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The science of beauty is simpler than you might expect

The science of beauty is simpler than you might expect. Famed poet John Keats once wrote, “a thing of beauty is a joy forever,” though he certainly was not the only writer to illustrate our fascination with beauty in words.

Poets, philosophers, writers, and psychologists have long looked at what draws us to beauty, but recently a new study examined the concepts beauty with science.

Researchers from New York University conducted an analysis of beauty and found that the driving factors behind how we respond to and process something aesthetically pleasing are much simpler than was previously realized.The science of beauty is simpler than you might expect

“It is widely assumed that the experience of beauty requires prolonged contemplation. But our primer reveals that a fraction of a second is enough,” said Aenne Brielmann, the lead author of the study.

The results were published in the journal Current Biology.

The research is part of a growing field of study called empirical aesthetics which is a branch of psychology that delves into the experiences of beauty and art.

Understanding why we respond to beauty the way we do is important because it is one of the main motivations behind consumer spending. The beauty industry alone is worth 445 billion dollars.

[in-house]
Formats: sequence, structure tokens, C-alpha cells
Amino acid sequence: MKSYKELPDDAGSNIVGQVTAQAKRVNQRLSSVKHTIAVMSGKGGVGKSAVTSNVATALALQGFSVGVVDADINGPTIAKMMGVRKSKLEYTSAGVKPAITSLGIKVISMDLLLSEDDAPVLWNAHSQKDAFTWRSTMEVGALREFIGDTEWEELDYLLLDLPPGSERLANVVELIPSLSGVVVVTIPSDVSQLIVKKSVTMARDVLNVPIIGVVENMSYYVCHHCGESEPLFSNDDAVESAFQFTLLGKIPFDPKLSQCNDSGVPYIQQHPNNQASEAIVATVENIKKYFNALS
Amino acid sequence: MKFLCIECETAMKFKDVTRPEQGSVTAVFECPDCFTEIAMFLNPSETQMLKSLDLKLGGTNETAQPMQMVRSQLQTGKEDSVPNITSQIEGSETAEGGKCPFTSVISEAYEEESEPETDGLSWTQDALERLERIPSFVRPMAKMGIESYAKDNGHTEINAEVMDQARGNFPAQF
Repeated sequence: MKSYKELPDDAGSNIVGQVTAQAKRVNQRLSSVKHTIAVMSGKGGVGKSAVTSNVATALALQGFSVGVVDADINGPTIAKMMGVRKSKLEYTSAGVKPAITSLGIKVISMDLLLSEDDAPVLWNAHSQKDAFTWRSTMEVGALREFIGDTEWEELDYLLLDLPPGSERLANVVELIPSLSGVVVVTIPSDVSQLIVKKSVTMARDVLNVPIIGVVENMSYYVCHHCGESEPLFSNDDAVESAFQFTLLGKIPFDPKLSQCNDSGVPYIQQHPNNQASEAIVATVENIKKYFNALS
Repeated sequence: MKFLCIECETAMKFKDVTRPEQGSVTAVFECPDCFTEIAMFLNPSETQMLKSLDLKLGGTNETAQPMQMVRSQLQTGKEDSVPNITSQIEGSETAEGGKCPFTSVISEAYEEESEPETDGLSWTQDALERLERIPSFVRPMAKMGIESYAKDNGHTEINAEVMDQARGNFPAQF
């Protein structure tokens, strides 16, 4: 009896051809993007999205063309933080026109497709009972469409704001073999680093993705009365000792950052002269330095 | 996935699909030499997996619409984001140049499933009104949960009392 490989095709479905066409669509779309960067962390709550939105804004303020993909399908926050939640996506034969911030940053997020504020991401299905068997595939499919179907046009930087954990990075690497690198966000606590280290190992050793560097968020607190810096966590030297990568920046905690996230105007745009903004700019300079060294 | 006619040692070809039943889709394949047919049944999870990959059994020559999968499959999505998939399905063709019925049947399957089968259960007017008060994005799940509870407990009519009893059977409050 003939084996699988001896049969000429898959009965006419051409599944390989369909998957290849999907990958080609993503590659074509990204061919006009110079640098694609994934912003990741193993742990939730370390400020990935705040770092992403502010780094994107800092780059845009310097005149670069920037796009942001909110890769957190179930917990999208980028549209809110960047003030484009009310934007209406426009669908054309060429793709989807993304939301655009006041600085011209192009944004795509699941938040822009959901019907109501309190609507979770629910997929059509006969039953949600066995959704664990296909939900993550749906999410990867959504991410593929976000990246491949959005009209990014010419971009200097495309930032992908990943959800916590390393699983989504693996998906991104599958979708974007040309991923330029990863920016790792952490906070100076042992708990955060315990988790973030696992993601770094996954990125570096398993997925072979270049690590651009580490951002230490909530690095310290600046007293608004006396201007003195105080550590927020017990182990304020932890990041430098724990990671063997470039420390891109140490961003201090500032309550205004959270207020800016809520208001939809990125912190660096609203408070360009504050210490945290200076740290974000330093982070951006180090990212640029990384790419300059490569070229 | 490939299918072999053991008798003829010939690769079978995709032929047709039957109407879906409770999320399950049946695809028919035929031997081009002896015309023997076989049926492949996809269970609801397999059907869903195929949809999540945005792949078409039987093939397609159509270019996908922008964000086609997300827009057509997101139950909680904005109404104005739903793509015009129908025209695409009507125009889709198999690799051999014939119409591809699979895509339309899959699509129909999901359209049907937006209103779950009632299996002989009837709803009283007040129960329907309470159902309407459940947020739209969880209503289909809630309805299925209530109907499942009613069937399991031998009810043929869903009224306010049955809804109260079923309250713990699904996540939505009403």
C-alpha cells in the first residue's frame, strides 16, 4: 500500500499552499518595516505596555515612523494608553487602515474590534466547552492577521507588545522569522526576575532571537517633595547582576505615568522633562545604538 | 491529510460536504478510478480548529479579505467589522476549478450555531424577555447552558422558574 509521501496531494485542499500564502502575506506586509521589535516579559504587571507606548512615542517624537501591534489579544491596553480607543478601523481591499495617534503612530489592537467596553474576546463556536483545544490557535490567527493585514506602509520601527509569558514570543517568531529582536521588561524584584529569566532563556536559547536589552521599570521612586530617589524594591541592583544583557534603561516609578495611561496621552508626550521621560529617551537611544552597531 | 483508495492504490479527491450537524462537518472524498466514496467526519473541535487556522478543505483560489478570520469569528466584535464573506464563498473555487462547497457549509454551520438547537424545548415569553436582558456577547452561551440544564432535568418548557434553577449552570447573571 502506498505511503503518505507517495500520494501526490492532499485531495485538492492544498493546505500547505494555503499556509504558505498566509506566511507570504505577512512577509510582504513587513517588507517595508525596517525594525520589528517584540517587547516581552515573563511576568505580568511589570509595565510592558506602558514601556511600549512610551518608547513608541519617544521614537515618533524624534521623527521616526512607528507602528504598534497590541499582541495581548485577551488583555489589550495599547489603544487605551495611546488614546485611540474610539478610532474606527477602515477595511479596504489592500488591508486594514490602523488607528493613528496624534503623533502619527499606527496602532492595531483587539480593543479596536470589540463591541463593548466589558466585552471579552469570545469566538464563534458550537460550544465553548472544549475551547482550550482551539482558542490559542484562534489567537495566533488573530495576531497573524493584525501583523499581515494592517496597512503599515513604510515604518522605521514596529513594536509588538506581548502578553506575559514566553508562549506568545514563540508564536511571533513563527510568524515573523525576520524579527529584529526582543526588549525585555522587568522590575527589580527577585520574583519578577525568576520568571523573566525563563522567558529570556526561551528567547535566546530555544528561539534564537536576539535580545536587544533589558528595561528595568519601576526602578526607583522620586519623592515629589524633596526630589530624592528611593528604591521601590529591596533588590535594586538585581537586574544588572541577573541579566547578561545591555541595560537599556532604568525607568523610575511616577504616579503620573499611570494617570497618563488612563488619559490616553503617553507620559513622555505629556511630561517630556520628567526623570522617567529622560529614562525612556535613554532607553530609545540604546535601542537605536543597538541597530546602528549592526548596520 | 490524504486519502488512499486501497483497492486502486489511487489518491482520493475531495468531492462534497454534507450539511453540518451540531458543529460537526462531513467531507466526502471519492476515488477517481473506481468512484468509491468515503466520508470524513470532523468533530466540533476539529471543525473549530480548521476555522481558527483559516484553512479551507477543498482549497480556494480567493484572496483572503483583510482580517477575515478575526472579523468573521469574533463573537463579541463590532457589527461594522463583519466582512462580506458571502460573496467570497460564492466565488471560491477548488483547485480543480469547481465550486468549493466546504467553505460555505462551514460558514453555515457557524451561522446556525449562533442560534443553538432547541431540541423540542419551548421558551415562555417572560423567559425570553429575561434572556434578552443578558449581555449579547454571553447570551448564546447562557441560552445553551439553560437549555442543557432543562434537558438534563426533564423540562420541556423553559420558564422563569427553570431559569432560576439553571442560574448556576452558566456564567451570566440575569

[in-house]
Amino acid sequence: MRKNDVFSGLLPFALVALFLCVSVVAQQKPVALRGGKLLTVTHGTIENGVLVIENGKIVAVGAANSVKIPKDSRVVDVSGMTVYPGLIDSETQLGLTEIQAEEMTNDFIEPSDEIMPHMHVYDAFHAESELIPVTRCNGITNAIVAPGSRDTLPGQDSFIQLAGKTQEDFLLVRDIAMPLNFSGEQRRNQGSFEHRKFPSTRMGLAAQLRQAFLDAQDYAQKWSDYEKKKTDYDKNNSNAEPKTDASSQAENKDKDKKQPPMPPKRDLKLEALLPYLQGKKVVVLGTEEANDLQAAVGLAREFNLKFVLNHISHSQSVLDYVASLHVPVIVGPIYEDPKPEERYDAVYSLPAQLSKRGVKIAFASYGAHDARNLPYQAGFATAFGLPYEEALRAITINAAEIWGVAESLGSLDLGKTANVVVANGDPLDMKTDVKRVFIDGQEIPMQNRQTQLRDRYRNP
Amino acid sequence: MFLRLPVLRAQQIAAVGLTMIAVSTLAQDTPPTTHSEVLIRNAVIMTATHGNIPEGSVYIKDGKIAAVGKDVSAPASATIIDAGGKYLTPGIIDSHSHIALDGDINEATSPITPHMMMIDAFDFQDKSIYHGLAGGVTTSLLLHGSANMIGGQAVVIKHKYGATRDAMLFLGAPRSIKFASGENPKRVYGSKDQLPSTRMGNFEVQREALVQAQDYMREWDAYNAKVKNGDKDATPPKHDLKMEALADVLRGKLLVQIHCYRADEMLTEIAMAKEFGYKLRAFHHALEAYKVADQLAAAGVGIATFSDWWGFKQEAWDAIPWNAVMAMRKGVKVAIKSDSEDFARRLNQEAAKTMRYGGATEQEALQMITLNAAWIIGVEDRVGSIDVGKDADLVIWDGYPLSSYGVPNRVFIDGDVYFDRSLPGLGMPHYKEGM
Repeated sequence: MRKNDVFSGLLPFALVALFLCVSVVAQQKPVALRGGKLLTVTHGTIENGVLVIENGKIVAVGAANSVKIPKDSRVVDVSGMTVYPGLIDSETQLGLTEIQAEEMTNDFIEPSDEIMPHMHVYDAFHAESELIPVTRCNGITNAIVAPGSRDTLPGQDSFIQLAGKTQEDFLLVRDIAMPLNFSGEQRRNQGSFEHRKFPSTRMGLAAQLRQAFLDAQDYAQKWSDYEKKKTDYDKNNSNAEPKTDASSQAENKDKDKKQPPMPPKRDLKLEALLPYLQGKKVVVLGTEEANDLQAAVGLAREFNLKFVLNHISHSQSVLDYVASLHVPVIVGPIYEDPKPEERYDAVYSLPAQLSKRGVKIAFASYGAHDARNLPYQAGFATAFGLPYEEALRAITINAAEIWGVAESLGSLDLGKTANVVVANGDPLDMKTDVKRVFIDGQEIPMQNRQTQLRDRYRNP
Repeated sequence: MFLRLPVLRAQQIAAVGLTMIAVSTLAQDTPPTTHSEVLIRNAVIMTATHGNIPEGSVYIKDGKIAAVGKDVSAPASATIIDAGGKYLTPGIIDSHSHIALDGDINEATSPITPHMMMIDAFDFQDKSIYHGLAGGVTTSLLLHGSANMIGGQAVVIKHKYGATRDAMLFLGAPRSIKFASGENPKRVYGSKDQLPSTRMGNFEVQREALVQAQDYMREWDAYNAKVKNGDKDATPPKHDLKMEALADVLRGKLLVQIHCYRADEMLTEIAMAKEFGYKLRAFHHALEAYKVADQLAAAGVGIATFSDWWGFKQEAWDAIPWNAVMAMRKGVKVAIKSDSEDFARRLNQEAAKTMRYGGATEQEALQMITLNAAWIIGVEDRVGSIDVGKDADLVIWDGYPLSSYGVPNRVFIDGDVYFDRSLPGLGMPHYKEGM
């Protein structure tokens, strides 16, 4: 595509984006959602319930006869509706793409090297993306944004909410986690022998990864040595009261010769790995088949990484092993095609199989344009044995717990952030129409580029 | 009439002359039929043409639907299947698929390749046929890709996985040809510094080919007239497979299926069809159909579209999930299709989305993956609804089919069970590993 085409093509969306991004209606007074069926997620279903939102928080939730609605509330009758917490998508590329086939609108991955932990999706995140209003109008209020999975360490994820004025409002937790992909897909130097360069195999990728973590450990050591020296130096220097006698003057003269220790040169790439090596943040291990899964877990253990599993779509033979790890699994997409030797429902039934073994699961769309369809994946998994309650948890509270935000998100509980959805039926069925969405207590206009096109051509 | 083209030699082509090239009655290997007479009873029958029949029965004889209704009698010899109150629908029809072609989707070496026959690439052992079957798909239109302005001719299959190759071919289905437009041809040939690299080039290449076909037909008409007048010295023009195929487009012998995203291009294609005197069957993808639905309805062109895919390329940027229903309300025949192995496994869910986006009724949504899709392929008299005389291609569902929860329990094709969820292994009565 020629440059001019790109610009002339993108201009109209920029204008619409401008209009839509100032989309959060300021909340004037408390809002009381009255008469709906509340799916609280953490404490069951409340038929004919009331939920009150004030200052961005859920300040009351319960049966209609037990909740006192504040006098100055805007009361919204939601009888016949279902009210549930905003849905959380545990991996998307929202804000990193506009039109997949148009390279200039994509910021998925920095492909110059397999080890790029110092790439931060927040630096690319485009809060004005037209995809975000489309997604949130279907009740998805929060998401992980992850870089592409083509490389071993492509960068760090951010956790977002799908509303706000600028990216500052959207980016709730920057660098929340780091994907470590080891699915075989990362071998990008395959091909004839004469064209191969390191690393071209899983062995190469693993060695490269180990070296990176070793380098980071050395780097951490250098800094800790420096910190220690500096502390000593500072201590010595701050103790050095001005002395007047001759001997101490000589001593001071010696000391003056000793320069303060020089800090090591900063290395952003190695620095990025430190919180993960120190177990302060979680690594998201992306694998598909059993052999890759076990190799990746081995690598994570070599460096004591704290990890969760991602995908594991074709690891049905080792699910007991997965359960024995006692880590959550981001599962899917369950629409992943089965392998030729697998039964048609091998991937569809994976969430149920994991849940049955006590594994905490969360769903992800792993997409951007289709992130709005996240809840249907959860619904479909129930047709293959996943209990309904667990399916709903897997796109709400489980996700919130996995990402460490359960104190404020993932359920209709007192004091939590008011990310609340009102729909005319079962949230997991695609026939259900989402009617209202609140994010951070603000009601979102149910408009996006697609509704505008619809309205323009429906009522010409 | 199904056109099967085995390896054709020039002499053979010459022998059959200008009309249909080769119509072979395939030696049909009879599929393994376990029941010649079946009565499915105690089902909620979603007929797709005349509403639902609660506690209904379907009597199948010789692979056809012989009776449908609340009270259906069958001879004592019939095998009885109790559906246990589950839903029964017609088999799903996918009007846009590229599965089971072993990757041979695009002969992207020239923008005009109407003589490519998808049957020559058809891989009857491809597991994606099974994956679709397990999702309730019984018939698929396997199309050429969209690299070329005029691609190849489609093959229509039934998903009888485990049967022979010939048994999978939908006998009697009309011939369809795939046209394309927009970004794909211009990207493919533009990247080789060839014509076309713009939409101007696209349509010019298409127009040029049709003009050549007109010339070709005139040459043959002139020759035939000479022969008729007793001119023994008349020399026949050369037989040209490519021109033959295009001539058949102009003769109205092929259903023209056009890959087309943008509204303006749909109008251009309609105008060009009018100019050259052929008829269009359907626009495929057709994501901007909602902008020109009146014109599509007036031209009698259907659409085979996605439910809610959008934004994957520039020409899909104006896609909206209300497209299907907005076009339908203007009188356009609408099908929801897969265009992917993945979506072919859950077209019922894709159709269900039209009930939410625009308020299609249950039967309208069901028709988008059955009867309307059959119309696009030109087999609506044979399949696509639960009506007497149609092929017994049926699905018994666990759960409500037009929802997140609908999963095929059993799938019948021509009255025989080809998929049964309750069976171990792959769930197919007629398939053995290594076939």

Trends by themselves can’t dictate consumer buying motivation, as companies must also work to create products and services that appeal to the public’s drive to own beautiful things or improve personal features.

For the study, the researchers analyzed writings on beauty from Plato, Oscar Wilde (19th-century novelist and playwright), Alexander Baumgarten (18th-century philosopher), and Gustav Fechner (psychologist).

“Beauty is famously subjective and supposed to be intractable by science, but some of its key properties follow simple rules,” said  Denis Pelli, a co-author of the paper. “Philosophers have long supposed that the feeling of beauty is a special kind of pleasure. Yet, our analysis of research in the field shows that the feeling of beauty may merely be a very intense pleasure, not otherwise special”

The researchers found that while symmetry can enhance beauty, it doesn’t mean that there isn’t room for personal tastes and subjectivity.

Instead, the researchers found that, as philosophers from centuries past claimed, beauty is a feeling of pleasure. When we’re faced with something beautiful, it stimulates activity in the pleasure centers of our brain.

The results, according to the researchers, could help better explain what motivations drive consumer spending and decision making.

By Kay Vandette, Staff Writer

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